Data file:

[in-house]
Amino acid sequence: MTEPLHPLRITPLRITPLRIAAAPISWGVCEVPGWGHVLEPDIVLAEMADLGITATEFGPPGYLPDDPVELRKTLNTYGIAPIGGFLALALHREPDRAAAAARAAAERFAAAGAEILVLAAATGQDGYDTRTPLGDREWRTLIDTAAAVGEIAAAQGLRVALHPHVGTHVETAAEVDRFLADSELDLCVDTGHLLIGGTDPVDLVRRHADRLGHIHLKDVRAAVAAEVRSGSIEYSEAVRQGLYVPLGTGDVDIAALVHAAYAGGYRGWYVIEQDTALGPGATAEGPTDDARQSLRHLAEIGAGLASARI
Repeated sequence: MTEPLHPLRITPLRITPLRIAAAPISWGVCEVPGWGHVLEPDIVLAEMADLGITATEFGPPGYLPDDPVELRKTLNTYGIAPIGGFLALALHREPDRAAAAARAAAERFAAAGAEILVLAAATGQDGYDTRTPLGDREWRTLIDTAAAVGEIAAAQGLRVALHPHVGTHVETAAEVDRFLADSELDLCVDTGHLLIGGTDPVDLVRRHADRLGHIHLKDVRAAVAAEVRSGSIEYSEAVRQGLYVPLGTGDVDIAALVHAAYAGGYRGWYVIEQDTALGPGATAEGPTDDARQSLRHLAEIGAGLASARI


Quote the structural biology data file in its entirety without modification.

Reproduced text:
[in-house]
Amino acid sequence: MTEPLHPLRITPLRITPLRIAAAPISWGVCEVPGWGHVLEPDIVLAEMADLGITATEFGPPGYLPDDPVELRKTLNTYGIAPIGGFLALALHREPDRAAAAARAAAERFAAAGAEILVLAAATGQDGYDTRTPLGDREWRTLIDTAAAVGEIAAAQGLRVALHPHVGTHVETAAEVDRFLADSELDLCVDTGHLLIGGTDPVDLVRRHADRLGHIHLKDVRAAVAAEVRSGSIEYSEAVRQGLYVPLGTGDVDIAALVHAAYAGGYRGWYVIEQDTALGPGATAEGPTDDARQSLRHLAEIGAGLASARI
Repeated sequence: MTEPLHPLRITPLRITPLRIAAAPISWGVCEVPGWGHVLEPDIVLAEMADLGITATEFGPPGYLPDDPVELRKTLNTYGIAPIGGFLALALHREPDRAAAAARAAAERFAAAGAEILVLAAATGQDGYDTRTPLGDREWRTLIDTAAAVGEIAAAQGLRVALHPHVGTHVETAAEVDRFLADSELDLCVDTGHLLIGGTDPVDLVRRHADRLGHIHLKDVRAAVAAEVRSGSIEYSEAVRQGLYVPLGTGDVDIAALVHAAYAGGYRGWYVIEQDTALGPGATAEGPTDDARQSLRHLAEIGAGLASARI